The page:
Walter Palmer, Who Killed Cecil the Lion, Faced Sexual Harassment Charges in 2009
Walter Palmer, the Minnesota dentist who spent roughly $54,000 to shoot Cecil the lion with a bow and arrow in Zimbabwe, also faced charges of sexual harassment in 2009, public records show.
According to documents, Palmer's receptionist, who was also his patient, accused the dentist of "unwelcome sexual harassment by [Palmer] including, but not limited to, verbal comments and physical conduct involving her breast, buttocks and genitalia." The abuse reportedly took place between 1999 and 2005. The claim also states the accuser's belief that she was fired "in retaliation for reporting the conduct."
The case was settled out of court, with Palmer's insurance company ultimately paying the woman and her attorney $127,000 in fees. Palmer was also ordered to undergo sexual harassment training and provide a letter of recommendation.
It was not the dentist's first run-in with the law. In 2008, Palmer plead guilty to federal charges of making false statements in connection to a bear hunt in Wisconsin. He was sentenced to a year of probation and a fine of $2,938.
Cecil the lion had been the star attraction of Zimbabwe's Hwange National Park; his illegal poaching sparked worldwide condemnation and generated a heated backlash online. As of Thursday morning, the website for Palmer's practice was offline, and its official Facebook page had to be taken down after being inundated by trolls. On the review website Yelp, Palmer's River Bluff Dental received so many hateful reviews and death threats that the Yelp has actively been scrubbing them, a spokesman for the company said in a statement to VentureBeat.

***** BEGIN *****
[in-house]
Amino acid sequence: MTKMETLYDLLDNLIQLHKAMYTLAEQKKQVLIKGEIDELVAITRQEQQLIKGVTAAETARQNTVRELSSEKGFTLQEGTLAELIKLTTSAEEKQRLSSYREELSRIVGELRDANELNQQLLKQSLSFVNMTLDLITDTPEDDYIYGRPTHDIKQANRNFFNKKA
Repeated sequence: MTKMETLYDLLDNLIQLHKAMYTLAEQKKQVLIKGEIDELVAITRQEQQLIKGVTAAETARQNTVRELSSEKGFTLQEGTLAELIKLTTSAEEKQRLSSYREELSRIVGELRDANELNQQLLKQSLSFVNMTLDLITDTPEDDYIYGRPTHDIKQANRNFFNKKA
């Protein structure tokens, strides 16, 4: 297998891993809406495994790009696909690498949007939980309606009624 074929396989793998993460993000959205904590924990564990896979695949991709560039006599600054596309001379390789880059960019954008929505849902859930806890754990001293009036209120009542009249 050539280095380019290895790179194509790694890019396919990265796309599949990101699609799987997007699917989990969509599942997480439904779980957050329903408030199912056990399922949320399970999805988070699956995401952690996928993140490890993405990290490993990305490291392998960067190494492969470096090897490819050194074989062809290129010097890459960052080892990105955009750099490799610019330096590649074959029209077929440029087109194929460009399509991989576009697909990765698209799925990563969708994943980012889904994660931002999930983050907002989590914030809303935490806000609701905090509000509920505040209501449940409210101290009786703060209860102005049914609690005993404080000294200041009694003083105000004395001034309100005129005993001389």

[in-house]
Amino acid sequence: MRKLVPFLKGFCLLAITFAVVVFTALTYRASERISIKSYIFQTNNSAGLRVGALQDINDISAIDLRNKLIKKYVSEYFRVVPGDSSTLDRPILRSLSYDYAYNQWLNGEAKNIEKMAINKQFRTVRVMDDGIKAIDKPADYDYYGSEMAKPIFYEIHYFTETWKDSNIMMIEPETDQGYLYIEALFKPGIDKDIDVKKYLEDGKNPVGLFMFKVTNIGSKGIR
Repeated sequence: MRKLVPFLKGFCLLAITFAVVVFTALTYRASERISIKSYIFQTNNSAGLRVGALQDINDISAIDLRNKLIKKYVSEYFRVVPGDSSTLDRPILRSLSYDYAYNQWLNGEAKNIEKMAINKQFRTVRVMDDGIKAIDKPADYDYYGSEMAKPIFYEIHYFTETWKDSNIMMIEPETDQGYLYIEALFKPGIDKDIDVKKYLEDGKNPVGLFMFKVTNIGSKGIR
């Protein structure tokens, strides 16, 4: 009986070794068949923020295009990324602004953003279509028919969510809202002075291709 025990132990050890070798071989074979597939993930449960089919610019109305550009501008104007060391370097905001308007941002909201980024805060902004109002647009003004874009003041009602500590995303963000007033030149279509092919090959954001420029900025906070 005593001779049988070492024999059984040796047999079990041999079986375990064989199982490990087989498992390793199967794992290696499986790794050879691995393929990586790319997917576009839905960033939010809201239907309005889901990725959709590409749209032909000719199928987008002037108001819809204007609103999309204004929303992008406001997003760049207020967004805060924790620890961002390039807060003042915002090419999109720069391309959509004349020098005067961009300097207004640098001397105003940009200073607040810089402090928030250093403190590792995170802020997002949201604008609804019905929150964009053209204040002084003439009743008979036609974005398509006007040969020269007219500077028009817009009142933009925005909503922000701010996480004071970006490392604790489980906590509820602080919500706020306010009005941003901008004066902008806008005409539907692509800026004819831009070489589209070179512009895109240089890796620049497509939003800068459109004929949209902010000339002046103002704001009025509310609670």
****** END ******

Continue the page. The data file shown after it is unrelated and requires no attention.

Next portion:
Palmer himself has not been seen since the story of his involvement with the killing broke on Tuesday. His practice remains closed and has been the site of at least one local protest in the last 36 hours. Outside, messages and trinkets memorialized Cecil and denouncing his killer piled up.
An apology by Palmer shortly after the incident has done little to quell public fury.
Two other hunters have already been called to account to answer for their alleged crimes. Theo Bronkhorst and Honest Ndlovu appeared Wednesday in a Zimbabwean court where they are facing charges of illegal poaching. Both were released on $1,000 bail. Local authorities in Zimbabwe have also expressed interest in potentially charging Palmer as well. A 2000 treaty between the U.S. and Zimbabwe makes it possible that Palmer could be extradited back to the country if he is charged.